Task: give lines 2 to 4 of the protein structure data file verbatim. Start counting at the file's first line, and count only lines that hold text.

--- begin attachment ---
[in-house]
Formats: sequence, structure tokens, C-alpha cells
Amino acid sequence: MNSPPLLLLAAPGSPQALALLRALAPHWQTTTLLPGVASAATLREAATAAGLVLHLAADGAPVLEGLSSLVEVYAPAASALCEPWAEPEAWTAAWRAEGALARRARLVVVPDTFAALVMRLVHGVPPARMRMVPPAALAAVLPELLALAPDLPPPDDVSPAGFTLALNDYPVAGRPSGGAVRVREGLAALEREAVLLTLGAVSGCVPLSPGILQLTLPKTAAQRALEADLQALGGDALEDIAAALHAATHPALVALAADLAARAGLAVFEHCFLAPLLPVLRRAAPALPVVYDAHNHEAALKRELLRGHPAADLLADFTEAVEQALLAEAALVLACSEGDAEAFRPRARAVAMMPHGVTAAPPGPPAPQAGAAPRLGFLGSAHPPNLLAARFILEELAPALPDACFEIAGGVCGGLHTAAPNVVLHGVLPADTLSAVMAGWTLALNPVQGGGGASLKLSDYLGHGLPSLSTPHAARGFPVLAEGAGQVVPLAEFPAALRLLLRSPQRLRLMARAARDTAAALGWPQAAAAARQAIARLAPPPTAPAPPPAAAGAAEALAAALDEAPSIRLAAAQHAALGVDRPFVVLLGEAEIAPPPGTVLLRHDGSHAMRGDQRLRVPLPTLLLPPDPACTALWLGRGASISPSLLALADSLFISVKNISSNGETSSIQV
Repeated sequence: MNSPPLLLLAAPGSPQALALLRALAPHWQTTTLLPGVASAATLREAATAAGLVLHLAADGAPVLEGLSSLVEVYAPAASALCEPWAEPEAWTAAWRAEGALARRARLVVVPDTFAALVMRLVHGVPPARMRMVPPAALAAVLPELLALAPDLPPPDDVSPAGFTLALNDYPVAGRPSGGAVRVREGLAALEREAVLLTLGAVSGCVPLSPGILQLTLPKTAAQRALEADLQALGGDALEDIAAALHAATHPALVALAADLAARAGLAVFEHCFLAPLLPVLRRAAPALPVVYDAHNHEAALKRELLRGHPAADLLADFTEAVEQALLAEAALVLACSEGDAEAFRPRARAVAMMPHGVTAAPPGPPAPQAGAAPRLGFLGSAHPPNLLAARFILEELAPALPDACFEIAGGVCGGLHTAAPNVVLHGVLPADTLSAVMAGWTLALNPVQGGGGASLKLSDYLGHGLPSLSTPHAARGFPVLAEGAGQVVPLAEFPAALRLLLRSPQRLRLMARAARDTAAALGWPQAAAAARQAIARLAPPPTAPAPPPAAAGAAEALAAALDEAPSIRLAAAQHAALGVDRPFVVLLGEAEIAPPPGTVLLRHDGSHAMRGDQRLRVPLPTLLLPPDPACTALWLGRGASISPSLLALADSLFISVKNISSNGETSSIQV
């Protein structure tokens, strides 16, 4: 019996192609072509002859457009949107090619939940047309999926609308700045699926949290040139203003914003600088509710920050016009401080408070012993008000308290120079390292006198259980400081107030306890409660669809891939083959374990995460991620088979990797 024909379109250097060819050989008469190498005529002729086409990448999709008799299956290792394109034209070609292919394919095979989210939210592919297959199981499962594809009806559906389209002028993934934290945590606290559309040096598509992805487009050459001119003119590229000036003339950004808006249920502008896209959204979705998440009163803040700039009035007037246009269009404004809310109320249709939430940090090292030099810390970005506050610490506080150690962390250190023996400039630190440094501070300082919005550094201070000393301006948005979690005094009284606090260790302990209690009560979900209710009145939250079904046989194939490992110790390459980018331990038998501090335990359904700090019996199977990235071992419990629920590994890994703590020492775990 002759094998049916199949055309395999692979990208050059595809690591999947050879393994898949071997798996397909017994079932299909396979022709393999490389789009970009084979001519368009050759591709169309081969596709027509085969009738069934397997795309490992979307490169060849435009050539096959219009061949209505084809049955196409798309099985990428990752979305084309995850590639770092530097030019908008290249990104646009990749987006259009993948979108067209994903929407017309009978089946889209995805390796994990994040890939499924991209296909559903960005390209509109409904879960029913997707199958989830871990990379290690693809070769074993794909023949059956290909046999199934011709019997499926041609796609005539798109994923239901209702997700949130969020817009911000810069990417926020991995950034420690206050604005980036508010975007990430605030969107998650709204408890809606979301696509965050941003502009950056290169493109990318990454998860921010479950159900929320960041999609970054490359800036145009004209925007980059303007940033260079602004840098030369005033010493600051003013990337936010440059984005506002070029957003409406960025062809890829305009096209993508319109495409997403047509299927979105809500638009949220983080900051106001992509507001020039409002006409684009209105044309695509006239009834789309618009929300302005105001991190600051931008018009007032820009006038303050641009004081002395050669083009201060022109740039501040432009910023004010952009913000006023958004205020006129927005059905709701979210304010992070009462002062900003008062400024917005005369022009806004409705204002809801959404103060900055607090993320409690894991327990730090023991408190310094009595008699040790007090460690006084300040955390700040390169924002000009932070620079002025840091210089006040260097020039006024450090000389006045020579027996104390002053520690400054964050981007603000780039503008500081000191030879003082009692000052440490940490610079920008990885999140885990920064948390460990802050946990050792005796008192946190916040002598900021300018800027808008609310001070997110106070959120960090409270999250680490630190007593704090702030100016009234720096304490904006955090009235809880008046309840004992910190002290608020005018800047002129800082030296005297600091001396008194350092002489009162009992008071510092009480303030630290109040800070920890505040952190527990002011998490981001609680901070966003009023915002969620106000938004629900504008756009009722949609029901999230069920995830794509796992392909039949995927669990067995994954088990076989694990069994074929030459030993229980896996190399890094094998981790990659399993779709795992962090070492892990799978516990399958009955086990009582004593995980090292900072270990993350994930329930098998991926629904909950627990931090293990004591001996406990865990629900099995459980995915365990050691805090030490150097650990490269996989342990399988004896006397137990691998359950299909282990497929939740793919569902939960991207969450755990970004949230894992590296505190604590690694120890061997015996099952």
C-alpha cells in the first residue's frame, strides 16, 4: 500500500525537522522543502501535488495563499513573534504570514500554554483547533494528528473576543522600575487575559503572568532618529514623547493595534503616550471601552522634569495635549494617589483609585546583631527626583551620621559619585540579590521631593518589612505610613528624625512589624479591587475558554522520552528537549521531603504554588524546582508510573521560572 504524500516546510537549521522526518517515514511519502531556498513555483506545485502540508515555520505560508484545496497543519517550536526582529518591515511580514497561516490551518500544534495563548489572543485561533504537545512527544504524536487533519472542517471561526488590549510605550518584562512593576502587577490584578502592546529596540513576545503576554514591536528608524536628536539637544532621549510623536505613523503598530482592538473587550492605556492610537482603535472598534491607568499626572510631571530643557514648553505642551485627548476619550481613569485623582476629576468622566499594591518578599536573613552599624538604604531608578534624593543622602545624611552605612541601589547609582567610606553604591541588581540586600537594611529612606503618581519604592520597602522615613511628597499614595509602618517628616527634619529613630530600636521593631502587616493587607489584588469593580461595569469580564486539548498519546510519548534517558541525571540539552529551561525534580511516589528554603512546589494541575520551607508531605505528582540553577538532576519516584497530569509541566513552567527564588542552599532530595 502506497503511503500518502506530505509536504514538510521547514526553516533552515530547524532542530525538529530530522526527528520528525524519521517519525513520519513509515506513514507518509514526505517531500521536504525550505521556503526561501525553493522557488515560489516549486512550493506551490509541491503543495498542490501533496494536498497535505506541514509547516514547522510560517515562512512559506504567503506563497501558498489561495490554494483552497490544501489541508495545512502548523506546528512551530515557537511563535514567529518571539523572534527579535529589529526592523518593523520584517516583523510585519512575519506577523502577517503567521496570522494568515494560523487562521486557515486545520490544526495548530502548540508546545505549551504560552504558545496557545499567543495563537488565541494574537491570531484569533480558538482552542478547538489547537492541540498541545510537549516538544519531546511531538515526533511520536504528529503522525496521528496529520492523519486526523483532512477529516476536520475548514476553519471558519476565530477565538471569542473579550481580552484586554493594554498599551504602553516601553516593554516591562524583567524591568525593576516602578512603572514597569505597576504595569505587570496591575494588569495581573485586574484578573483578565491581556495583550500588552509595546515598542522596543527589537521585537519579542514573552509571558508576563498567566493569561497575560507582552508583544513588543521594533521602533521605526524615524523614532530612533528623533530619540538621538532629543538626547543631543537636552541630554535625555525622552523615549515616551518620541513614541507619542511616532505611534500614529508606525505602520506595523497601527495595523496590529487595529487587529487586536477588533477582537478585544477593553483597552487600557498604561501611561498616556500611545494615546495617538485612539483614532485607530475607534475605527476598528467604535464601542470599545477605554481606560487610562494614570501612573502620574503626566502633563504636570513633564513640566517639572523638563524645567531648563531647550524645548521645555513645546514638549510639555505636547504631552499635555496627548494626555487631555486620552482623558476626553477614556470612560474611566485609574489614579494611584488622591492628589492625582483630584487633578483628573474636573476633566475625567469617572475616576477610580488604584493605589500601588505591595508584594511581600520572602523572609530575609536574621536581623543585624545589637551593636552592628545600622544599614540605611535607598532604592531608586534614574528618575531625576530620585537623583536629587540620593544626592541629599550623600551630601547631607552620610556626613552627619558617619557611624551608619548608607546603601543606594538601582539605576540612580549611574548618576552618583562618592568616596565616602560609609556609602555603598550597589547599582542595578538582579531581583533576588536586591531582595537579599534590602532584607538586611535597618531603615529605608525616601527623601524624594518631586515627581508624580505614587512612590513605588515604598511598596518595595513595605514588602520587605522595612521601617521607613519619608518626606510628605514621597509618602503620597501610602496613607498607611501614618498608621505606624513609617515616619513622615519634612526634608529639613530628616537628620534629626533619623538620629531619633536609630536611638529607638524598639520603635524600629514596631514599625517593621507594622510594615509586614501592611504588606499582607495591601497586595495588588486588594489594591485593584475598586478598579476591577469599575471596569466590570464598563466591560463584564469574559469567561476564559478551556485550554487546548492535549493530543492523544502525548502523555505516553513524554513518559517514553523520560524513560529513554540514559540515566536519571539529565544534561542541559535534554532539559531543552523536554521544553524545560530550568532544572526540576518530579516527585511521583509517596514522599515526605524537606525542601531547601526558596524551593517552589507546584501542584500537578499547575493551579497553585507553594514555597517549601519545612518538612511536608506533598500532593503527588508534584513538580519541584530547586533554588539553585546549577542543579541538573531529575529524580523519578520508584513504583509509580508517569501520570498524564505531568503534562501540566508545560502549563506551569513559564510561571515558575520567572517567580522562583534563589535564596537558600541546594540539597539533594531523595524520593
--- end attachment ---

Formats: sequence, structure tokens, C-alpha cells
Amino acid sequence: MNSPPLLLLAAPGSPQALALLRALAPHWQTTTLLPGVASAATLREAATAAGLVLHLAADGAPVLEGLSSLVEVYAPAASALCEPWAEPEAWTAAWRAEGALARRARLVVVPDTFAALVMRLVHGVPPARMRMVPPAALAAVLPELLALAPDLPPPDDVSPAGFTLALNDYPVAGRPSGGAVRVREGLAALEREAVLLTLGAVSGCVPLSPGILQLTLPKTAAQRALEADLQALGGDALEDIAAALHAATHPALVALAADLAARAGLAVFEHCFLAPLLPVLRRAAPALPVVYDAHNHEAALKRELLRGHPAADLLADFTEAVEQALLAEAALVLACSEGDAEAFRPRARAVAMMPHGVTAAPPGPPAPQAGAAPRLGFLGSAHPPNLLAARFILEELAPALPDACFEIAGGVCGGLHTAAPNVVLHGVLPADTLSAVMAGWTLALNPVQGGGGASLKLSDYLGHGLPSLSTPHAARGFPVLAEGAGQVVPLAEFPAALRLLLRSPQRLRLMARAARDTAAALGWPQAAAAARQAIARLAPPPTAPAPPPAAAGAAEALAAALDEAPSIRLAAAQHAALGVDRPFVVLLGEAEIAPPPGTVLLRHDGSHAMRGDQRLRVPLPTLLLPPDPACTALWLGRGASISPSLLALADSLFISVKNISSNGETSSIQV
Repeated sequence: MNSPPLLLLAAPGSPQALALLRALAPHWQTTTLLPGVASAATLREAATAAGLVLHLAADGAPVLEGLSSLVEVYAPAASALCEPWAEPEAWTAAWRAEGALARRARLVVVPDTFAALVMRLVHGVPPARMRMVPPAALAAVLPELLALAPDLPPPDDVSPAGFTLALNDYPVAGRPSGGAVRVREGLAALEREAVLLTLGAVSGCVPLSPGILQLTLPKTAAQRALEADLQALGGDALEDIAAALHAATHPALVALAADLAARAGLAVFEHCFLAPLLPVLRRAAPALPVVYDAHNHEAALKRELLRGHPAADLLADFTEAVEQALLAEAALVLACSEGDAEAFRPRARAVAMMPHGVTAAPPGPPAPQAGAAPRLGFLGSAHPPNLLAARFILEELAPALPDACFEIAGGVCGGLHTAAPNVVLHGVLPADTLSAVMAGWTLALNPVQGGGGASLKLSDYLGHGLPSLSTPHAARGFPVLAEGAGQVVPLAEFPAALRLLLRSPQRLRLMARAARDTAAALGWPQAAAAARQAIARLAPPPTAPAPPPAAAGAAEALAAALDEAPSIRLAAAQHAALGVDRPFVVLLGEAEIAPPPGTVLLRHDGSHAMRGDQRLRVPLPTLLLPPDPACTALWLGRGASISPSLLALADSLFISVKNISSNGETSSIQV